In his AIPAC speech, Netanyahu evoked the Holocaust as the source of Israel's special privileged status that permits Netanyahu to do whatever he decides to do to "control Israel's fate."
That, of course, includes bombing Iran's nuclear facilities.
Netanyahu drew a parallel between the exchange of letters between the US War department and the World Jewish Congress in 1944.
The Wall Street Journal described the scene at the AIPAC conference:
Netanyahu got out copies of two letters he said he keeps in his desk, between the World Jewish Congress and the War Department in 1944, when the WJC called on the United States to bomb the extermination camp at Auschwitz, and the War Department refused.
The refusal included the argument that attacking the camp might unleash even more "vindictive" behavior.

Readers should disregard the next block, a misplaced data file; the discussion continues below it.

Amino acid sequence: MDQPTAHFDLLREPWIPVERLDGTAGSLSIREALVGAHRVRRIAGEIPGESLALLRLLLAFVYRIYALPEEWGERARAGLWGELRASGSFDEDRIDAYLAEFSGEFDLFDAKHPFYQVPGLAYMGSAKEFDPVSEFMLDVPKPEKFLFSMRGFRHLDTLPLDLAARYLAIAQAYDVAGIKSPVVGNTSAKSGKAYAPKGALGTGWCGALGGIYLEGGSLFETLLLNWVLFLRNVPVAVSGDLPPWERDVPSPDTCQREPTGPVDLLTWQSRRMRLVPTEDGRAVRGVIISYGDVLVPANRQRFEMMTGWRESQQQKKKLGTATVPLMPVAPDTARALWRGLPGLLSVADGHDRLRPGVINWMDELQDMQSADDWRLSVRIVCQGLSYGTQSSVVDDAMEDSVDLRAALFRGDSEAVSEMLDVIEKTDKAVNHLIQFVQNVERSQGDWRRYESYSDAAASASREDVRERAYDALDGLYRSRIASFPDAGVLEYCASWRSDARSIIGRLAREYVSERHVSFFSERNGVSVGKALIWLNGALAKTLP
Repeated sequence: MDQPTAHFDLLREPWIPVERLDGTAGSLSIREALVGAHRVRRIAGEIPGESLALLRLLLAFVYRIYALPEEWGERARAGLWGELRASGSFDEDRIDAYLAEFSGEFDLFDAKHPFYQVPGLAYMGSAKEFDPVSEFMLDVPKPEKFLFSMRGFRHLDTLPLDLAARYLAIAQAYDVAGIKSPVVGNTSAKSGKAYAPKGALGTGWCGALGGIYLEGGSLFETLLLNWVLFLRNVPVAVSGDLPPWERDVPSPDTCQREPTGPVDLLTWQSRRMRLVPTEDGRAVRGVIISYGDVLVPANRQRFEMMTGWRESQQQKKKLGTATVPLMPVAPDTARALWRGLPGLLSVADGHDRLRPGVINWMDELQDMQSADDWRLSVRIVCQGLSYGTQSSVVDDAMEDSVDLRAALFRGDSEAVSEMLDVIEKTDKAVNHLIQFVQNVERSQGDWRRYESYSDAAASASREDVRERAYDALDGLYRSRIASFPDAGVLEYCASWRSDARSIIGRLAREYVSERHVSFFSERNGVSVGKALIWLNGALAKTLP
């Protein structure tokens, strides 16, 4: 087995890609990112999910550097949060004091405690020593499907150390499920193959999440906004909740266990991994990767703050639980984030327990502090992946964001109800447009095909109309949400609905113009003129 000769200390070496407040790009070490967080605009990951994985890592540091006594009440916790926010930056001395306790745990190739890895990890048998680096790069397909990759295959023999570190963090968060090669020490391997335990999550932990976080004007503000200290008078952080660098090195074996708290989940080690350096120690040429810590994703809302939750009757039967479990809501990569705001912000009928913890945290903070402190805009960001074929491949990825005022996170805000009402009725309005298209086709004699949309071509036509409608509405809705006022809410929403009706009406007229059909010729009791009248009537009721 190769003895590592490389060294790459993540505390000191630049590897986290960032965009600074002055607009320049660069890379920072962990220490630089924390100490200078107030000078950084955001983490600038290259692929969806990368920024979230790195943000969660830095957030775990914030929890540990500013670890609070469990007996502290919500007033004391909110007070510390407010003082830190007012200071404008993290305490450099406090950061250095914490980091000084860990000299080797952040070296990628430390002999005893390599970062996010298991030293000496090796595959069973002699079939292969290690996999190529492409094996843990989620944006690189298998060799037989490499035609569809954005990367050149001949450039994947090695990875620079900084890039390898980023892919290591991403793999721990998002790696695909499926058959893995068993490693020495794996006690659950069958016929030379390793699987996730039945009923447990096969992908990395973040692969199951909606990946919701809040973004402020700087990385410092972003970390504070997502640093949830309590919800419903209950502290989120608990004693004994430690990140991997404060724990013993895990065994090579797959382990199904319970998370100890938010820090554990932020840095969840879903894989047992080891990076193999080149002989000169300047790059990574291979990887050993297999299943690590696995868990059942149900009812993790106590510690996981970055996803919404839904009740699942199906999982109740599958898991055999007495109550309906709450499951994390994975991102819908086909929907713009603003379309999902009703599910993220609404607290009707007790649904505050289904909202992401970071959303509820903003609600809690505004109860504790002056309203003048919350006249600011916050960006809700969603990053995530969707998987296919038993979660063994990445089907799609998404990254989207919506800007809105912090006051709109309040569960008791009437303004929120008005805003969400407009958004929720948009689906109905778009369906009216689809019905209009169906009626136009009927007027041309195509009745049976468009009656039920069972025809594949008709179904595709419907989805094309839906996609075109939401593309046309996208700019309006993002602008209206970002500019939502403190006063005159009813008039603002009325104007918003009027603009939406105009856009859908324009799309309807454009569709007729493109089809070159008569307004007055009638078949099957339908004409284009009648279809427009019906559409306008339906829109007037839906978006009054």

"Think about that," Netanyahu said. "Even more vindictive than the Holocaust!"
During his meeting with Obama, Netanyahu elaborated further:
"Israel must reserve the right to defend itself. After all, that's the very purpose of the Jewish state, to restore to the Jewish people control over our destiny.
That's why my supreme responsibility as prime minister of Israel is to ensure that Israel remains master of its fate."
In an editorial comment, the British Economist responded:
News flash: Israel is not master of its fate. It's not terribly surprising that a country with less than 8 million inhabitants is not master of its fate. Switzerland, Sweden, Serbia and Portugal are not masters of their fates.
These days, many countries with populations of 100 million or more can hardly be said to be masters of their fates. Britain and China aren't masters of their fates, and even the world's overwhelmingly largest economy, the United States, isn't really master of its fate.
What gives this leader of a foreign nation the license to speak in Washington with such confidence that he expects the US to join him in an attack on Iran, a nation that poses absolutely no threat to the US or its citizens?